Summary of The Trusted Advisor Fieldbook

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All relationships require trust, including professional situations where you sell to or advise other people. How do you define and cultivate trust? Consultants Charles H. Green and Andrea P. Howe start with an equation and use it as a template for practical, trust-building behavior in this worthy companion to the best-selling classic, The Trusted Advisor, which Green co-authored. Despite some confusing logic in the first section and a bit of repetition, this manual proves a thorough and thoughtful guide for building trust in a business setting. getAbstract recommends it to those seeking to establish and strengthen trust-based client relationships, and to readers of The Trusted Advisor looking to put that book’s counsel into practice.

About the Authors

Charles H. Green, CEO of Trusted Advisor Associates, wrote Trust-Based Selling and co-authored The Trusted Advisor. Andrea P. Howe, director of learning for Trusted Advisor Associates, heads the BossaNova Consulting Group.



Understanding Trust

Trust and trustworthiness are the cornerstones of good business relationships. When you trust people, you believe in them. When someone describes you as trustworthy, they think you deserve to be trusted. While most humans are self-absorbed, you will gain trust more easily if you step beyond your own world and reach out to form relationships. Be curious about others. Don’t be so focused on your own needs that you ignore or minimize the concerns of those around you. Take the time to get to know people. Ask questions and don’t be afraid to say, “I don’t know.”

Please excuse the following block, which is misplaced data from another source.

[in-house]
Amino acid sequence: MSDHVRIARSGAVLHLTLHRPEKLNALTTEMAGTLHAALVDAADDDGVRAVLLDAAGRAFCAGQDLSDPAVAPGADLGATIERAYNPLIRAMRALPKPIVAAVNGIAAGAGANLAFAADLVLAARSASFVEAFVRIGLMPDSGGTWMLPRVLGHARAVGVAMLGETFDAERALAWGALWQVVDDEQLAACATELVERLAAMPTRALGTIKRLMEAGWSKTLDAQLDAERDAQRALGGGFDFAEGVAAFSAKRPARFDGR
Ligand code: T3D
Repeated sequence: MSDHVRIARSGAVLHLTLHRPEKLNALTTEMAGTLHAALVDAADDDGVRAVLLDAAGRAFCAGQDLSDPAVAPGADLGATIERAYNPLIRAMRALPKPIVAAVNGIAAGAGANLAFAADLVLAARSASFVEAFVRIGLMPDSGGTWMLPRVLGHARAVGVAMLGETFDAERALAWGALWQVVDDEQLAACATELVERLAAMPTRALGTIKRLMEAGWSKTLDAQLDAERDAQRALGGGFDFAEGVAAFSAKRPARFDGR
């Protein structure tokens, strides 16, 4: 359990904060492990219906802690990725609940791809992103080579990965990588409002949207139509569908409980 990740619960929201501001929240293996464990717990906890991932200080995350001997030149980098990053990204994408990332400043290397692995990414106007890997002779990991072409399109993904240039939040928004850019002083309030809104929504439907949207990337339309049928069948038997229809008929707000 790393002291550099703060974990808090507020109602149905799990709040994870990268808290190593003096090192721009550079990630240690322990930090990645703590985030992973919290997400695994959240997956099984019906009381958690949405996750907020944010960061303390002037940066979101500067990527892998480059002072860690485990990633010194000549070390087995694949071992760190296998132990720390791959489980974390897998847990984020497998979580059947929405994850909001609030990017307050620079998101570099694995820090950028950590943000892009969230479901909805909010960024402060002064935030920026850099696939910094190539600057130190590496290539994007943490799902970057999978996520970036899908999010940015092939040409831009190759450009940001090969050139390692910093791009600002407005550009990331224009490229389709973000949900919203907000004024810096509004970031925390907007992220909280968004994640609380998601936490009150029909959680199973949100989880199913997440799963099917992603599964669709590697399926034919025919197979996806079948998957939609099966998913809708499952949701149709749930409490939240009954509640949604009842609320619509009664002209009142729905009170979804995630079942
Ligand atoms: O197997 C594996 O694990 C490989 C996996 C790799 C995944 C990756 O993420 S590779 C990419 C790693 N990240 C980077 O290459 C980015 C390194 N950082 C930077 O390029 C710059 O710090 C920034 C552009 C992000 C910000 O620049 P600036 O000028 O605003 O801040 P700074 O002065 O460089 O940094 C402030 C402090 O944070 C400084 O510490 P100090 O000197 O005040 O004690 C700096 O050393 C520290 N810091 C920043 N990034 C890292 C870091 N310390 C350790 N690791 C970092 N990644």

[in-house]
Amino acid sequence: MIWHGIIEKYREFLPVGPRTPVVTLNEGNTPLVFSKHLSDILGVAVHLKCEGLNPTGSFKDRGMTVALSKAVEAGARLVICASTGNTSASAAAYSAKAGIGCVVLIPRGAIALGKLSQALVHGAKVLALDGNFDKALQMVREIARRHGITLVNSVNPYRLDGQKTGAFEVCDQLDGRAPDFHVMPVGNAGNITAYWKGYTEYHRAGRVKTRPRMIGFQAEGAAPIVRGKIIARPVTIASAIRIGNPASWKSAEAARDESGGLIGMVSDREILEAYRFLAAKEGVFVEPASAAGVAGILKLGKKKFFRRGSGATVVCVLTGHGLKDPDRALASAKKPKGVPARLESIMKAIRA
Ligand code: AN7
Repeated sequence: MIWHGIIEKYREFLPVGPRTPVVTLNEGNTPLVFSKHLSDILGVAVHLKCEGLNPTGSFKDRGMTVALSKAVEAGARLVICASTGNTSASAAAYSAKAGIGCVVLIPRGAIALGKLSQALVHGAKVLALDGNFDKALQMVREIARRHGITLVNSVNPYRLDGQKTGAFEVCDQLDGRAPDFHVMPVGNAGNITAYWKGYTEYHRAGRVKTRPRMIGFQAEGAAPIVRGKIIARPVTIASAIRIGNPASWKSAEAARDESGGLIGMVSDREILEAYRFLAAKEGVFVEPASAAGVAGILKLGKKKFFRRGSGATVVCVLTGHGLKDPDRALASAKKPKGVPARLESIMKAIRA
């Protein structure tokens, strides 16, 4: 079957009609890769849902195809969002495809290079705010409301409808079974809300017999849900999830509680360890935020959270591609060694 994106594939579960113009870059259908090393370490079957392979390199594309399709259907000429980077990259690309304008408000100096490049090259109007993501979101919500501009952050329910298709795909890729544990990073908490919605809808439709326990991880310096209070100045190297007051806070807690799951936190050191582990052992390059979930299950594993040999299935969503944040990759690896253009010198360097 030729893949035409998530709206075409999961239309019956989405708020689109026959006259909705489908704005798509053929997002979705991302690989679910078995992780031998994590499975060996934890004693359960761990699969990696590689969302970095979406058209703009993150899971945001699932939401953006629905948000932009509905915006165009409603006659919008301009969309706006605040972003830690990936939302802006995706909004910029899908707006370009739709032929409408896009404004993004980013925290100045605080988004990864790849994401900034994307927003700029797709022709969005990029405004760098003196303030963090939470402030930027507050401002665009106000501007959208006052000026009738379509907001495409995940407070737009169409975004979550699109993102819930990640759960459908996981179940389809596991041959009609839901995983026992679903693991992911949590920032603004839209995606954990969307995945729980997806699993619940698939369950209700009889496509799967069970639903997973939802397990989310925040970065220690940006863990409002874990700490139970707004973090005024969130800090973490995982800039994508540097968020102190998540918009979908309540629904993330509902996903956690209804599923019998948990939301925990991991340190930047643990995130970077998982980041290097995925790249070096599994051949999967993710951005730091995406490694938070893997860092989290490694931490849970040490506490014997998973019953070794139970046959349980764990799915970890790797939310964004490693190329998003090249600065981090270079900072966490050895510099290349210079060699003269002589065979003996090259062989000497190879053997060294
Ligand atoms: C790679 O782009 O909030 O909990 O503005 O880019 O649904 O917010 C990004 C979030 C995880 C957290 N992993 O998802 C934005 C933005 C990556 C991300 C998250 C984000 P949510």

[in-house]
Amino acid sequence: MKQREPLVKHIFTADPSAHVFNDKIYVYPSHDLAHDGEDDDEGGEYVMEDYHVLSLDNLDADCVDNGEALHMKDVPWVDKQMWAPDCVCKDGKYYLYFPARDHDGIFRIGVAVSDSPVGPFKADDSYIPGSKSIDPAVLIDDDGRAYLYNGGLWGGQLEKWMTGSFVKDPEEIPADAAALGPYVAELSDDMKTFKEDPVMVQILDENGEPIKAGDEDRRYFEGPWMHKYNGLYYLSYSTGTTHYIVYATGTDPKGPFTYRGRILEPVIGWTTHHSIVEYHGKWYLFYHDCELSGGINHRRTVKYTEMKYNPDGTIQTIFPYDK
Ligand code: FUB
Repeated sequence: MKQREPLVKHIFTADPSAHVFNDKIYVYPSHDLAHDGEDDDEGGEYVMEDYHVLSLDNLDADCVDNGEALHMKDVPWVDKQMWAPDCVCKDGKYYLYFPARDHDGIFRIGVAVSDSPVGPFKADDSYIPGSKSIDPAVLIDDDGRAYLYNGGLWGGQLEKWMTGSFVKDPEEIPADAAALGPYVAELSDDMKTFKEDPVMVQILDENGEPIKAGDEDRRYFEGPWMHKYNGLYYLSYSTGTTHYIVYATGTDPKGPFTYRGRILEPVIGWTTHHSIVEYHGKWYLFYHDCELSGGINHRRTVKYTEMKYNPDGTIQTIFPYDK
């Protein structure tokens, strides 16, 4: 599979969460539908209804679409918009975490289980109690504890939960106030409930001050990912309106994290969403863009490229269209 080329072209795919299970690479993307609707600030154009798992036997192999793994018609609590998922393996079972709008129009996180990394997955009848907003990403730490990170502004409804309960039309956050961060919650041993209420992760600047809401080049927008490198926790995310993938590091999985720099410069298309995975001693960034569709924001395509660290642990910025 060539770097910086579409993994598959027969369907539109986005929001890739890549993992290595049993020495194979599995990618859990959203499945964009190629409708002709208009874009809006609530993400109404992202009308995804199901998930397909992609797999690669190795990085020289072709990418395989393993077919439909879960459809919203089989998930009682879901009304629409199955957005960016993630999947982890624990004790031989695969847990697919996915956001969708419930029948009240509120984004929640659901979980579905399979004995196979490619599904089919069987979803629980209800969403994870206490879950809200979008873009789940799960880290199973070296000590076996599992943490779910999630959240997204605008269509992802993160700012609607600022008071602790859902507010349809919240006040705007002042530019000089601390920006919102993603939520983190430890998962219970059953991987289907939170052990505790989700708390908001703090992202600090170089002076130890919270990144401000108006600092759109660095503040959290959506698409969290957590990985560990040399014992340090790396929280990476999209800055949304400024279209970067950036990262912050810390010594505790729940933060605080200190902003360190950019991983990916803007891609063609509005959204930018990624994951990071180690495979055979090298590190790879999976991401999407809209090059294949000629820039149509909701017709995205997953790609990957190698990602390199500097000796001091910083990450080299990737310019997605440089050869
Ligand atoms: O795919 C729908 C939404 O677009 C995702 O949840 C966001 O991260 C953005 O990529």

You must build influence to become a “trusted advisor.” Most people don’t make decisions rationally or logically. They think with their hearts, not with their heads, so you can influence your customers more effectively by appealing honestly to their emotions. Listen and try to understand their point of view, instead of pushing to get on with your sales pitch.

The Trust Equation and Core Principles

The equation for building trust is: Trustworthiness equals the sum of “credibility, reliability [and] intimacy,” all divided by “self-orientation.” Create credibility by always telling...

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